On July 11, 2013, it was announced that Sofia Vergaras role was cut from the film. Gosnell, the director of the film, explained: "She came to Paris and did a tiny little cameo for us, but ultimately for story clarity we had to omit that scene. It just muddied things up a bit. So it was a sad day for us, but shell always be part of our Smurfy family." Several scenes were filmed in the new film studios Cite du Cinema founded by Luc Besson in Saint-Denis in France.


4. Release

The film was theatrically released in the United States on July 31, 2013. Sony teamed up with marketing partners in the United States and Canada to promote the film through McDonalds Happy Meals with a set of 16 toys during the summer of 2013. Sony also teamed up with Build-A-Bear Workshop to release three customized limited edition stuffed animals of Vexy, Hackus and Smurfette.

Home media

The Smurfs 2 was released on DVD, Blu-ray Disc and Blu-ray 3D on December 3, 2013. The 3D and Blu-ray combo packs also included a hand-drawn/computer-animated short film The Smurfs: The Legend of Smurfy Hollow. The film was released on Ultra HD Blu-ray on March 1, 2016.


5.1. Reception Critical response

The review aggregator website Rotten Tomatoes reported a 14% approval rating with an average rating of 4/10 based on 94 reviews; making it the second lowest-rated film ever produced by Sony Pictures Animation on the site behind The Emoji Movie. The websites consensus reads, "Like its predecessor, Smurfs 2 may amuse small children, but its largely an unambitious, charm-free collection of slapstick gags and one-liners." The rating put the film as the 16th on the list of worst reviewed films of 2013. Metacritic calculated a score of 34 out of 100 based on 30 reviews, indicating "generally unfavorable reviews". The film earned an "A-" from audiences polled by CinemaScore. The Smurfs 2 was nominated for a Golden Raspberry Award for Worst Prequel, Remake, Rip-off or Sequel.

Justin Lowe of The Hollywood Reporter gave the film a negative review, saying "Beyond a few chuckle-worthy one-liners and some amusing visual comedy, theres not much to engage adults, although the wee ones should be distracted enough." Matt Patches of Time Out New York gave the film two out of five stars, saying "Patient Adult Smurfs will be checking their watches as Excitable Child Smurfs lose themselves in the high jinks." Frank Lovece of Newsday gave the film two out of four stars, saying "Not Smurftastic, but not Smurfawful, either." Loren King of The Boston Globe gave the film two out of four stars, saying "That the mushroom- dwelling blue creatures still manage to be endearing even in their second big-screen extravaganza in 3-D, no less is about the best that can be said of "Smurfs 2." Kyle Smith of the New York Post gave the film one out of four stars, saying "Theyre as lethally uninteresting as Barney the Purple Dinosaur, though a Godzilla-style "Barney vs. Smurfs" is a movie I would pay to see, provided maximum destruction were promised."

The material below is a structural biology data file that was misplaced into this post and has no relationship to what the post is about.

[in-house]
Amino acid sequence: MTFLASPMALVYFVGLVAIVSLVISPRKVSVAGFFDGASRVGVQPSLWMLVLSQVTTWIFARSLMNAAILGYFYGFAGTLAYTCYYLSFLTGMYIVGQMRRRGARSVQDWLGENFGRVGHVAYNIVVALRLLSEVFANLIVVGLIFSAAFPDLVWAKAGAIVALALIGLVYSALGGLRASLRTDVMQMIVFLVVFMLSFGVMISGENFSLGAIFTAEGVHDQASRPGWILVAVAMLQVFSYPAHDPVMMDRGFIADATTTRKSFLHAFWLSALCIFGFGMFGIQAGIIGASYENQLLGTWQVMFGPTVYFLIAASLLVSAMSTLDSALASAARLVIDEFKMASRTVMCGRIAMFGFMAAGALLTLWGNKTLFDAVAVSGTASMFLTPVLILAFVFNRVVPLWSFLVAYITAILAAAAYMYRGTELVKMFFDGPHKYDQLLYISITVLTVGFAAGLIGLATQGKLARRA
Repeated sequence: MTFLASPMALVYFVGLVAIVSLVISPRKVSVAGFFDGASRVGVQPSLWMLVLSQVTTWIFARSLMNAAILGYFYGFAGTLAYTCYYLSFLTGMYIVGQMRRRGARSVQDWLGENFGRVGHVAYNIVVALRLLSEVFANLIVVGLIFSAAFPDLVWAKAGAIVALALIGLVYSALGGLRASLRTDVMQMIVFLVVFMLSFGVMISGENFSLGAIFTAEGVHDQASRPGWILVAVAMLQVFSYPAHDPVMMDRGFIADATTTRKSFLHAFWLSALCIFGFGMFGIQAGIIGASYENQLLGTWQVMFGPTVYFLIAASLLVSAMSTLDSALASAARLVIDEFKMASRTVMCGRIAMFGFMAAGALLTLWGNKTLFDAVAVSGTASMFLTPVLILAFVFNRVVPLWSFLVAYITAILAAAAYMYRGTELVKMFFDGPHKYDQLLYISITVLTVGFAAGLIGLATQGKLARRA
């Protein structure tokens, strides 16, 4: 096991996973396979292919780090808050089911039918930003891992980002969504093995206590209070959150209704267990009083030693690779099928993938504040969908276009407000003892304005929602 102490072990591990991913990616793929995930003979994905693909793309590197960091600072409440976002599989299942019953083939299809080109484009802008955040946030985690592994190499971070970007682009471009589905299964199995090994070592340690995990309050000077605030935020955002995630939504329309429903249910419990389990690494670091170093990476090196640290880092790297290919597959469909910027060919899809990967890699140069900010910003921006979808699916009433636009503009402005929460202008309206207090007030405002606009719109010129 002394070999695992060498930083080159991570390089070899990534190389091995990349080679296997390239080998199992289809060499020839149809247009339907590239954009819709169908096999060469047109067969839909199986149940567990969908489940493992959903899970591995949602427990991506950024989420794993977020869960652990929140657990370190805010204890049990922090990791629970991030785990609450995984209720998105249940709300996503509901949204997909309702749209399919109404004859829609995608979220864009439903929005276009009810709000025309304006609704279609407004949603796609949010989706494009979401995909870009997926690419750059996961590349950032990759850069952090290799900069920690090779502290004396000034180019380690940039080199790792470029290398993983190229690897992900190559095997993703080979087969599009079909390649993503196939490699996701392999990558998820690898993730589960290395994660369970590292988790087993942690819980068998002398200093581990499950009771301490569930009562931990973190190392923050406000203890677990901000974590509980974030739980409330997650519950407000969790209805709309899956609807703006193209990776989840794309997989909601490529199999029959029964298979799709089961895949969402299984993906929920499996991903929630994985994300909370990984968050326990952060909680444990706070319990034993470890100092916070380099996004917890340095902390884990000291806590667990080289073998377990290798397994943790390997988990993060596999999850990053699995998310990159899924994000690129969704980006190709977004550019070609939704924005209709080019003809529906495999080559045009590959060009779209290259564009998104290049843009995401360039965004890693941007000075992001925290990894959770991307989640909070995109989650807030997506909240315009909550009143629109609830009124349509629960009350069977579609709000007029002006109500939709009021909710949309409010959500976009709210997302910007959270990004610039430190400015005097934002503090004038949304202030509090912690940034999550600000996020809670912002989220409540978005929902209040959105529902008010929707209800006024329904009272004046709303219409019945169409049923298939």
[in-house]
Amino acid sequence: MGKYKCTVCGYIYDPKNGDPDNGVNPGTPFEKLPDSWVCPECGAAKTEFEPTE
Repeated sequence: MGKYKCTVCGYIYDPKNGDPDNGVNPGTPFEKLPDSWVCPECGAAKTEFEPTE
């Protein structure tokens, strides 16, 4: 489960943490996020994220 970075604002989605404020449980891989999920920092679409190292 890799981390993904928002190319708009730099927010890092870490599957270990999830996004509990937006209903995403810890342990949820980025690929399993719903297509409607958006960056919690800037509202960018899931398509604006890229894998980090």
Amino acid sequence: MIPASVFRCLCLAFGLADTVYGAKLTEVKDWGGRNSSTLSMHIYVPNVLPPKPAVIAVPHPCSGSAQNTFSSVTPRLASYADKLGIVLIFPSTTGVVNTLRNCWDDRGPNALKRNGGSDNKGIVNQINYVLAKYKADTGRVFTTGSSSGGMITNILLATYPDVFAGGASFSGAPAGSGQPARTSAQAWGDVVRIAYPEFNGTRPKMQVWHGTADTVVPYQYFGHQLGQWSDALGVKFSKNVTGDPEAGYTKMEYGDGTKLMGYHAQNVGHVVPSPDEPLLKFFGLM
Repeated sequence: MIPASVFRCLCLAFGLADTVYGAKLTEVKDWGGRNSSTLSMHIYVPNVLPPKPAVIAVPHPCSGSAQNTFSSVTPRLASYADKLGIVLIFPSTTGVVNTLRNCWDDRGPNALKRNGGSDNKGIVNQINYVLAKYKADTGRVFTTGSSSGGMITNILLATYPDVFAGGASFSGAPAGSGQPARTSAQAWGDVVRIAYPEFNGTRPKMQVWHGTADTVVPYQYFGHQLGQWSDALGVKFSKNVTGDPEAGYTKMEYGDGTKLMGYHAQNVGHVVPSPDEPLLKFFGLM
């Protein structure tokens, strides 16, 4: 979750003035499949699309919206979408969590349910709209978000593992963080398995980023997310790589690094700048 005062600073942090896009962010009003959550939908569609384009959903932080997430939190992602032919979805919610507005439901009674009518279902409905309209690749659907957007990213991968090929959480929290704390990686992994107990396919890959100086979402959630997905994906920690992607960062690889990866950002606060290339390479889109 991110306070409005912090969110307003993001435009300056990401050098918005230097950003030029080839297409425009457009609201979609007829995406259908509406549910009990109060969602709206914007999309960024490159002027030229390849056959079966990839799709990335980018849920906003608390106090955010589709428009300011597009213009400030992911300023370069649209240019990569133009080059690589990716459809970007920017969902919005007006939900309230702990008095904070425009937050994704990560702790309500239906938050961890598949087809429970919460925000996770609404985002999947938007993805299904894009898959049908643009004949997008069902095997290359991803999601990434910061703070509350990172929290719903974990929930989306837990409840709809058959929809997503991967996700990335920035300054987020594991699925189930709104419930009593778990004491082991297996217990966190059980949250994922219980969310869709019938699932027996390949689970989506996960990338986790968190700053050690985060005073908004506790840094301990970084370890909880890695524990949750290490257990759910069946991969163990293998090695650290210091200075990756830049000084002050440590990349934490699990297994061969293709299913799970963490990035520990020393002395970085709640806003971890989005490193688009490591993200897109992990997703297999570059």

The few positive reviews were from Gregg Turkington of On Cinema and Joe Williams of the St. Louis Post-Dispatch. Williams gave the film a positive review, saying "Its not exactly "Ratatouille," but this quasi-animated movie makes an amusing late-summer vacation from superheroes and shoot-em-ups." Turkington gave the film five bags of popcorn, suggesting Jonathan Winters deserved an Oscar for the film and that it was the best performance of his career.